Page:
Inflation continues to rise, with gas prices up almost 50% since last year

Despite some deceleration in April, inflation continues to rise rapidly, according to new Labor Department data released on Friday.

Year over year, the prices of consumer goods and services as a whole have increased by 8.6% as measured by the consumer price index (CPI). This is the largest 12-month increase since December 1981.

Month-on-month inflation rose 1% in May after rising just 0.3% in April, mainly due to increases in housing, gas and food prices.

Core inflation, a measure that excludes food and energy prices, which can be volatile, rose 0.6% in May, in line with April’s rise.

All of this means that the cost of everything from food to rent will continue to rise, further squeezing Americans’ budgets. That’s how much the prices of certain household goods and services have risen in the past year, according to the Department of Labor.

  • gas: 48.7%
  • Used cars and trucks: 16.1%
  • New vehicles: 12.6%
  • electricity: 12%
  • eat at home: 11.9%
  • Eating out: 7.4%
  • Protection: 5.5%
  • dress: 5%

Gas prices in particular are becoming even more prohibitive, having risen a whopping 48.7% since last year and 4.1% in the last month alone.

To put these numbers in context, according to AAA, a gallon of gasoline currently costs an average of $4.99 in the US as a whole.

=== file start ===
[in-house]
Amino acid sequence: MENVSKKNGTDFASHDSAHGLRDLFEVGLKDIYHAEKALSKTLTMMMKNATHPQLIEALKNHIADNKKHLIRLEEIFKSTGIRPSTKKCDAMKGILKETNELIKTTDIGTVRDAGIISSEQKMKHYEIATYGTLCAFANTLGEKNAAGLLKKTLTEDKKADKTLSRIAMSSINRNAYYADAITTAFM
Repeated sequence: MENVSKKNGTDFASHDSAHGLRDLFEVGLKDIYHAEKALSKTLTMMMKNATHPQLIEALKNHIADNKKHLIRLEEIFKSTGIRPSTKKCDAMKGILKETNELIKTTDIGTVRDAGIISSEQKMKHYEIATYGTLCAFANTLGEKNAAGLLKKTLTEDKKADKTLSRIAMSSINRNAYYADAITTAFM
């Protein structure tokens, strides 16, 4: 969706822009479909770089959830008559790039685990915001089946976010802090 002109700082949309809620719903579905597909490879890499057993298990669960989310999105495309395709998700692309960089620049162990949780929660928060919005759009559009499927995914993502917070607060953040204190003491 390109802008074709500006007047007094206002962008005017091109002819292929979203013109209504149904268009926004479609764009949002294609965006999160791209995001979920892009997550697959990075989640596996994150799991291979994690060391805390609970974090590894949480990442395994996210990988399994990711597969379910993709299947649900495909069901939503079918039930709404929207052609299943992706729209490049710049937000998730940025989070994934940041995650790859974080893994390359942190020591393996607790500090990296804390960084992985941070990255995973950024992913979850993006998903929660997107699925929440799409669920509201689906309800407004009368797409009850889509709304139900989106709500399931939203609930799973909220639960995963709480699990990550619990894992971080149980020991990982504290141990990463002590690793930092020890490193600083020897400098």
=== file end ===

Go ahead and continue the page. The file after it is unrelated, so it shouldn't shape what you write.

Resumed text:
Residents in some states feel the burn even more: In Illinois, the average price of a gallon of gasoline is $5.56, according to the AAA. In Nevada it’s $5.62. In California, the average gas price is $6.42 a gallon — but in Mendocino, at least one gas station charges nearly $10 a gallon.

Gasoline prices remain a major concern for Americans, many of whom rely on their cars to get to work. And with the summer driving season in full swing, some might want to get even more use out of their cars.

Rising inflation can also fuel fears of an impending recession. It’s likely: All CFOs who took part in the CNBC CFO Council’s last survey in the second quarter of this year said a recession is inevitable.

But that won’t happen until next year. Of the CFOs who took part in the CNBC survey, 68% said there will be a recession in the first half of 2023.

“The likelihood of a recession this year is pretty slim,” Gus Faucher, chief economist at financial services firm PNC Financial Services Group, told CNBC Make It in May.

However, “it will be more difficult in 2023 and 2024,” said Faucher.

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